Texas Surface Water: Ownership and Uses

Real Estate Agent with Ranches PLUS

Texas Surface Water: Ownership and Uses

Texas surface water is far more visible and accessible to landowners
than groundwater — but landowners should be careful. Much surface water belongs to Texas, and using it without a permit can cost as much as $5,000 per day. To avoid such onerous problems, it is critical that landowners know the definitions of various types of surface water and the permitted uses associated with each.

Publicly Owned Versus Privately Owned Water

The key element determining whether surface water belongs to the state is the presence or absence of a watercourse. Texas owns all surface water in a natural body of water or watercourse. According to Texas case law, a watercourse contains three features: a defined bed, visible banks and a permanent supply of water.

The supply of water need not be continuous to satisfy the definition, but a recurring flow is essential. Streams and creeks are publicly owned because they have a permanent supply of water. Draws, gullies, ravines and swales have defined beds and visible banks but they do not have a permanent supply of water. Water in these is considered diffused surface water and is privately owned.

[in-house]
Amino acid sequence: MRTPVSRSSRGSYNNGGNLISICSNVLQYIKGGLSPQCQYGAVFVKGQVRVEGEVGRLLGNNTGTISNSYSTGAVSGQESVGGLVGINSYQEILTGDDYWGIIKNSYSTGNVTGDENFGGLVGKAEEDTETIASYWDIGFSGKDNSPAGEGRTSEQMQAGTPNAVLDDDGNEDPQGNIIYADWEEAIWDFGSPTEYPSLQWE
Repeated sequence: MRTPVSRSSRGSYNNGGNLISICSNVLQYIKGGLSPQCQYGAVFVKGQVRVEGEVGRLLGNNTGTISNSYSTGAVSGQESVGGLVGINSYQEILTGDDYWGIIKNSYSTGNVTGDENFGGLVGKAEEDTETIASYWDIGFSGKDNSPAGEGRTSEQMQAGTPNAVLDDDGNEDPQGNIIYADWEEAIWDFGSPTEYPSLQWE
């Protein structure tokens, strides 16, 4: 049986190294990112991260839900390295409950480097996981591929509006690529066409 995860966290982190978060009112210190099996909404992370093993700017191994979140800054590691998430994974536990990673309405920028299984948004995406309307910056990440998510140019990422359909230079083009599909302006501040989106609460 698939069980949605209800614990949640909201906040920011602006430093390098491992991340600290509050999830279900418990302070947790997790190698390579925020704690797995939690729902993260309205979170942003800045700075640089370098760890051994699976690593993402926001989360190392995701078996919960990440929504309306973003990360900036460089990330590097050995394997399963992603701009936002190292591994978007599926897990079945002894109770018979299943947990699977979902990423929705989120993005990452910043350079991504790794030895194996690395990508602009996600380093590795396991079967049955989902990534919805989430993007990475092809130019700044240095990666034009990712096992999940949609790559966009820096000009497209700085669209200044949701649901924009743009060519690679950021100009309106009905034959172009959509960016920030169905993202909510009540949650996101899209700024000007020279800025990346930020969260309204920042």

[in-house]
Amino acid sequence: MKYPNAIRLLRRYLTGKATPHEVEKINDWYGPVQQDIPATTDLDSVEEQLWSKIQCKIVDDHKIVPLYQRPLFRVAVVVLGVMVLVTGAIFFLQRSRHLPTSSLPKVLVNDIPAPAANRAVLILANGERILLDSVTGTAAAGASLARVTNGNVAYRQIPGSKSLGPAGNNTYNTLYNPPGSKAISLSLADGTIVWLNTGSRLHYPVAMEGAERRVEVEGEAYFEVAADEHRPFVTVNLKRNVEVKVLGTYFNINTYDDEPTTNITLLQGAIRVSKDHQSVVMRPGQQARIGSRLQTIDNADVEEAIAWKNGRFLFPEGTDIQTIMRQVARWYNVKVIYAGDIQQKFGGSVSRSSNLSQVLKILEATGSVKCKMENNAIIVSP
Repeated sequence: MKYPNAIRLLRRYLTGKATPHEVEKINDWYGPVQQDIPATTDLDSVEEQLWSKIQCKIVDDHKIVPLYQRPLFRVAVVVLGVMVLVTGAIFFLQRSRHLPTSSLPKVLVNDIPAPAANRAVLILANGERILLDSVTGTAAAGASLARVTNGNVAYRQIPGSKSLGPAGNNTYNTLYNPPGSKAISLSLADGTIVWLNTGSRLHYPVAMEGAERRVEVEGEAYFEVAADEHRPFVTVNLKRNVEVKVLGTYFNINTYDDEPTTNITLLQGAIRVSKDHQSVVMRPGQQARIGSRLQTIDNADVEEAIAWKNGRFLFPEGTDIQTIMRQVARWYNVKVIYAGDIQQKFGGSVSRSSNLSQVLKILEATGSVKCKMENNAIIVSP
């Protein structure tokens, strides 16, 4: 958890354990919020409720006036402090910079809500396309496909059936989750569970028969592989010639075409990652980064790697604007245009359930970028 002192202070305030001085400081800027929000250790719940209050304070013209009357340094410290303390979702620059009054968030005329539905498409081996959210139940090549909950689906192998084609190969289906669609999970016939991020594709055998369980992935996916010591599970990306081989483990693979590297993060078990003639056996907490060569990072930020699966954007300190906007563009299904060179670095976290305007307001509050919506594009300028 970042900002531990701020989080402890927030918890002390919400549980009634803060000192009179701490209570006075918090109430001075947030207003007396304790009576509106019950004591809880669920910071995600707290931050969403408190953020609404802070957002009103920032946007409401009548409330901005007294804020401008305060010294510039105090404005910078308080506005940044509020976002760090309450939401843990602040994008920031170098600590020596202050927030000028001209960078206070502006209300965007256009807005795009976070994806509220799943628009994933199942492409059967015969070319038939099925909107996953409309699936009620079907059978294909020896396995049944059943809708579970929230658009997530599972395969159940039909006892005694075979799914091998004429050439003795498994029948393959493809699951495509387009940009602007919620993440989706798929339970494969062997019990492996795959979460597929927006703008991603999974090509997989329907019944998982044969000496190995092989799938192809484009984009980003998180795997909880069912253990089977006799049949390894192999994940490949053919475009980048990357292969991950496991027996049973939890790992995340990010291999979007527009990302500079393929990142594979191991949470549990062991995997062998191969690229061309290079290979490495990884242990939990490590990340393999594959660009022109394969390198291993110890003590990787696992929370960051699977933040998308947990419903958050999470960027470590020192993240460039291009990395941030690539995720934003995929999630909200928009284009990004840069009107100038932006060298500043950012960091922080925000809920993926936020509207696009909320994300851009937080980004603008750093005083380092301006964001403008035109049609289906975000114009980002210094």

All water that has not reached or entered a natural body of water or a watercourse is diffused surface water and is privately owned. It includes drainage originating from rainfall or melting snow and spring water that has not been collected in a watercourse. Water captured in depressions is considered diffused surface water and belongs to the landowner.

Floodwater created by the overflow of streams is considered part of a watercourse and is state owned. However, floodwater that becomes permanently severed from the watercourse and spreads out over the surface is diffused surface water and belongs to the landowner.

Surface Water Uses

According to the Texas Water Code, a person is liable for a civil penalty of as much as $5,000 per impoundment for each day state water is taken, diverted or appropriated without a permit from the Texas Natural Resources Conservation Commission (TNRCC) (Section 11.081). There are exceptions.

“Without a permit, a person may construct on his own property a dam or
reservoir with normal storage of not more than 200 acre-feet of water for
domestic and livestock purposes” (Section 11.142). A permit is required if the water from the dam or reservoir is used for other purposes. These sections of the code refer to impounding state-owned water in watercourses, not to water in draws, gullies, ravines or swales (Section

The news recently featured the problem of state versus private ownership of surface water. The situation involved a rancher near Boerne who runs a successful tourism business on his property. While repairing his seven ponds that were damaged by 1998 floods, the TNRCC notified him that he would be fined $35,000 ($5,000 per pond) per day until he obtained the necessary permit.